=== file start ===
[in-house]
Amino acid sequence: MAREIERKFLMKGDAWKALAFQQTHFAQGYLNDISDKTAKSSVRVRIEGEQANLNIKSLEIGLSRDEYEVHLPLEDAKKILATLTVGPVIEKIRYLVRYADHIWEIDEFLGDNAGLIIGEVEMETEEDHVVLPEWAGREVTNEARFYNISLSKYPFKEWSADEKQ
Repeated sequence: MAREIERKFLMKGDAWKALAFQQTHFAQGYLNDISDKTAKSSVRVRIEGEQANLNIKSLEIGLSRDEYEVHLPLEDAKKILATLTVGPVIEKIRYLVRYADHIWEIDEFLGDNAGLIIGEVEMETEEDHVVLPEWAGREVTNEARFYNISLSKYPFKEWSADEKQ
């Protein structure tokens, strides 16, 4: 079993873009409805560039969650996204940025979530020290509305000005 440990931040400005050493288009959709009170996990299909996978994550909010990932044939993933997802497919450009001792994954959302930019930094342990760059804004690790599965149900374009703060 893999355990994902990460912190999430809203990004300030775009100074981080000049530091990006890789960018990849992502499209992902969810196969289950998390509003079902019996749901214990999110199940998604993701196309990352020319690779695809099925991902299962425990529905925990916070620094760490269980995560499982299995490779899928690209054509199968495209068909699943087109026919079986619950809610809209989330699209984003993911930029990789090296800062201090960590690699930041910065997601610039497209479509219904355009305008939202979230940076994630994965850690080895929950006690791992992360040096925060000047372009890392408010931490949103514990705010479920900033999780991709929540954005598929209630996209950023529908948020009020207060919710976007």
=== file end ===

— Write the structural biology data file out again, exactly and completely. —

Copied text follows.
[in-house]
Amino acid sequence: MAREIERKFLMKGDAWKALAFQQTHFAQGYLNDISDKTAKSSVRVRIEGEQANLNIKSLEIGLSRDEYEVHLPLEDAKKILATLTVGPVIEKIRYLVRYADHIWEIDEFLGDNAGLIIGEVEMETEEDHVVLPEWAGREVTNEARFYNISLSKYPFKEWSADEKQ
Repeated sequence: MAREIERKFLMKGDAWKALAFQQTHFAQGYLNDISDKTAKSSVRVRIEGEQANLNIKSLEIGLSRDEYEVHLPLEDAKKILATLTVGPVIEKIRYLVRYADHIWEIDEFLGDNAGLIIGEVEMETEEDHVVLPEWAGREVTNEARFYNISLSKYPFKEWSADEKQ
């Protein structure tokens, strides 16, 4: 079993873009409805560039969650996204940025979530020290509305000005 440990931040400005050493288009959709009170996990299909996978994550909010990932044939993933997802497919450009001792994954959302930019930094342990760059804004690790599965149900374009703060 893999355990994902990460912190999430809203990004300030775009100074981080000049530091990006890789960018990849992502499209992902969810196969289950998390509003079902019996749901214990999110199940998604993701196309990352020319690779695809099925991902299962425990529905925990916070620094760490269980995560499982299995490779899928690209054509199968495209068909699943087109026919079986619950809610809209989330699209984003993911930029990789090296800062201090960590690699930041910065997601610039497209479509219904355009305008939202979230940076994630994965850690080895929950006690791992992360040096925060000047372009890392408010931490949103514990705010479920900033999780991709929540954005598929209630996209950023529908948020009020207060919710976007």